The new gross domestic product figures are out, and here's the
political bottom line: President Bush's prospects for reelection
appear to be rising.
Next November's vote is still a long way off, of course. Even if
economic growth continues, Bush could still be the first chief
executive since Herbert Hoover to see a net job loss during his time
But there's no way that the best quarterly GDP numbers since
Ronald Reagan's presidency aren't good news for the White House. It
increasingly appears that as he tries for a second term, Bush may be
less vulnerable to attacks on his economic stewardship than he is to
criticism about foreign policy. That position is the reverse of what
seemed likely only a few months ago.
"The short-term politics of this are favorable to the president
and it puts his Democratic critics on the defensive," says Merle
Black, a political scientist at Emory University in Atlanta.
The GDP growth of 7.2 percent annual rate for the third quarter
was the highest such figure since the first quarter of 1984. It was
almost double the 3.3 percent pace registered in the second quarter,
and surpassed most analyst's projections.
Among the possible reasons for the performance cited by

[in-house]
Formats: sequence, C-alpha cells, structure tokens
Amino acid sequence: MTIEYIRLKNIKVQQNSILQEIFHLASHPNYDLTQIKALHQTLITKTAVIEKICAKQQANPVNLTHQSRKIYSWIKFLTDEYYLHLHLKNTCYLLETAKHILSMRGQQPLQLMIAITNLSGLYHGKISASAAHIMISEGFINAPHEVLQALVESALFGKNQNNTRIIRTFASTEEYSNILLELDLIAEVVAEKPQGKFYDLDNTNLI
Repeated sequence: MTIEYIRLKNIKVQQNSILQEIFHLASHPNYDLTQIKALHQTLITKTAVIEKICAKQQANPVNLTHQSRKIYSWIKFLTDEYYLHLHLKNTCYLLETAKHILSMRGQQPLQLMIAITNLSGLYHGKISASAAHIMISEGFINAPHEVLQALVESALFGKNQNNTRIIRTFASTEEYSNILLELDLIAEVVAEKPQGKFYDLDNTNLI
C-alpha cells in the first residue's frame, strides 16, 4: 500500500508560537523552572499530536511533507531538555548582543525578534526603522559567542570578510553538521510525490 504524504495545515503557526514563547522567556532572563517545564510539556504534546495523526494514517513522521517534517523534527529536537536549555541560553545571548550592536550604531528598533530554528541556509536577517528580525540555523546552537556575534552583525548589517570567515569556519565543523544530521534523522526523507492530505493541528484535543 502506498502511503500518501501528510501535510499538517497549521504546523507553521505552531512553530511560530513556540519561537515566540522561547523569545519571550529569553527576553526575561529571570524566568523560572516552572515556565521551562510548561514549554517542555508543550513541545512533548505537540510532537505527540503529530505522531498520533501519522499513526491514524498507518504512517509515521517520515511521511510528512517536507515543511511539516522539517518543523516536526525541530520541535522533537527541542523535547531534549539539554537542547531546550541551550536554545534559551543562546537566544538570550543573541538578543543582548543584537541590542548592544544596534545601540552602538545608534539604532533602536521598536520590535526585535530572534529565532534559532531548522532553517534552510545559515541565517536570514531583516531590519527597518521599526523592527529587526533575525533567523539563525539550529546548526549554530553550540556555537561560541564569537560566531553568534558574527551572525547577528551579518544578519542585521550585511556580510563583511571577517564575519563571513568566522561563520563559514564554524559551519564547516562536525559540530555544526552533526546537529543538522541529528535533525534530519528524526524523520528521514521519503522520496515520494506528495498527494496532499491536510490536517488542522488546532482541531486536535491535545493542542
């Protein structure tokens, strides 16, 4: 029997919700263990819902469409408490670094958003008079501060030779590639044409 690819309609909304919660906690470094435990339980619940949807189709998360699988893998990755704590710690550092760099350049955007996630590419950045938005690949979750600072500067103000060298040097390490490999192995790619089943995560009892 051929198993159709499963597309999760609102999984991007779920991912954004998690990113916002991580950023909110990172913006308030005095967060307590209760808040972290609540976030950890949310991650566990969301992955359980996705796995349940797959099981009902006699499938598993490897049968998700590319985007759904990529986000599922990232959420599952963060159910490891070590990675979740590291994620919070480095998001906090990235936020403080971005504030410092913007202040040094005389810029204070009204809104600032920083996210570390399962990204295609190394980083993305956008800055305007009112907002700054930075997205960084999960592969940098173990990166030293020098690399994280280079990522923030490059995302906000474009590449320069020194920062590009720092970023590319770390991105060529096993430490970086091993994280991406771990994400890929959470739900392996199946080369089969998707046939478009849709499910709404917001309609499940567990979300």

economists were continued low interest rates and consumer spending
fueled by tax cuts.
Administration officials were quick to take credit for the
improving economy. The value of US stock markets has gone up by $2
trillion since the beginning of the year, they pointed out, with
personal income rising at a 3.8 percent annual rate since January.
"Today's report on real GDP in the third quarter shows that the
president's economic policies are having a positive impact on the
economy," said Treasury secretary John W. Snow.
But others were quick to note that one stunning quarter does not
a booming economy make. Nor does it ensure that the economic climate
will continue to improve as next year's vote draws nearer.
In terms of forming voter attitudes the most important GDP
numbers may be those from the second quarter of next year, which
will be issued at the height of the presidential race.
"We could have a scenario where the economy comes back and then
drops off again," says Mr. Black of Emory University.
Still, this good quarter will undoubtedly cause problems for
Democratic presidential candidates. Many of them have shaped
messages and proposed policies on the assumption that Bush might be
vulnerable on economic policy - and on the effects of his tax cuts
Howard Dean, for example, has hit Bush's stewardship as "Enron
economics," and called for a rollback of all the president's tax
cuts. Dick Gephardt has similarly called for a complete tax-cut
turnabout, saying they have created a fiscal mess that will lead to
huge federal deficits for the foreseeable future. …